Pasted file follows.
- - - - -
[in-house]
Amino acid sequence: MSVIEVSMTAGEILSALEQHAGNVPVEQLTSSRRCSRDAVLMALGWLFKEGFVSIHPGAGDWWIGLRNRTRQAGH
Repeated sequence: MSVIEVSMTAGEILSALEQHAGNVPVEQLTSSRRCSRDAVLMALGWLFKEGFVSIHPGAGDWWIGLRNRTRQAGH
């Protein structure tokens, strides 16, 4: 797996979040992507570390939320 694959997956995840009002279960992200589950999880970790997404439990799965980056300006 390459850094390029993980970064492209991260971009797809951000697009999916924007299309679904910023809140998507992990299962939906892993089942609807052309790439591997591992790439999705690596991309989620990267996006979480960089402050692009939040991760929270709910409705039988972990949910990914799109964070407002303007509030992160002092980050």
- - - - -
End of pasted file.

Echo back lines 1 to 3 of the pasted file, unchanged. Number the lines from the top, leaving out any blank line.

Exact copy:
[in-house]
Amino acid sequence: MSVIEVSMTAGEILSALEQHAGNVPVEQLTSSRRCSRDAVLMALGWLFKEGFVSIHPGAGDWWIGLRNRTRQAGH
Repeated sequence: MSVIEVSMTAGEILSALEQHAGNVPVEQLTSSRRCSRDAVLMALGWLFKEGFVSIHPGAGDWWIGLRNRTRQAGH